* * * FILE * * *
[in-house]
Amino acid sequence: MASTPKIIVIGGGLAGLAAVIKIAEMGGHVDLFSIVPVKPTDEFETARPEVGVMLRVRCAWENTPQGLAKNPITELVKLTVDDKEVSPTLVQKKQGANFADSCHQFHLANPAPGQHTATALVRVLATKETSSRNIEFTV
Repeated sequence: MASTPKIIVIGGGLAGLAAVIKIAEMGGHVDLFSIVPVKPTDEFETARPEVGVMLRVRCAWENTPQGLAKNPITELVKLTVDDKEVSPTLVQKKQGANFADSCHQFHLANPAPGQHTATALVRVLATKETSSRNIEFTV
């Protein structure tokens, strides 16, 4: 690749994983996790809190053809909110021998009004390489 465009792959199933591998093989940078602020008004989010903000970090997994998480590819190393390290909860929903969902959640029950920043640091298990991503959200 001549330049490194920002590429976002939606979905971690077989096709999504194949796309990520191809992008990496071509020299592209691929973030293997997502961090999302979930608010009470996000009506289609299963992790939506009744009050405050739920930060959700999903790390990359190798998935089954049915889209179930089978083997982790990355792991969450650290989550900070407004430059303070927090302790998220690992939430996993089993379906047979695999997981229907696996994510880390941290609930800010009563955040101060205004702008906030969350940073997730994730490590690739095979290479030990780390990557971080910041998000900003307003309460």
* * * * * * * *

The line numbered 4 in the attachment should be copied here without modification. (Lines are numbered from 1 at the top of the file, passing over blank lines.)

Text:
């Protein structure tokens, strides 16, 4: 690749994983996790809190053809909110021998009004390489 465009792959199933591998093989940078602020008004989010903000970090997994998480590819190393390290909860929903969902959640029950920043640091298990991503959200 001549330049490194920002590429976002939606979905971690077989096709999504194949796309990520191809992008990496071509020299592209691929973030293997997502961090999302979930608010009470996000009506289609299963992790939506009744009050405050739920930060959700999903790390990359190798998935089954049915889209179930089978083997982790990355792991969450650290989550900070407004430059303070927090302790998220690992939430996993089993379906047979695999997981229907696996994510880390941290609930800010009563955040101060205004702008906030969350940073997730994730490590690739095979290479030990780390990557971080910041998000900003307003309460």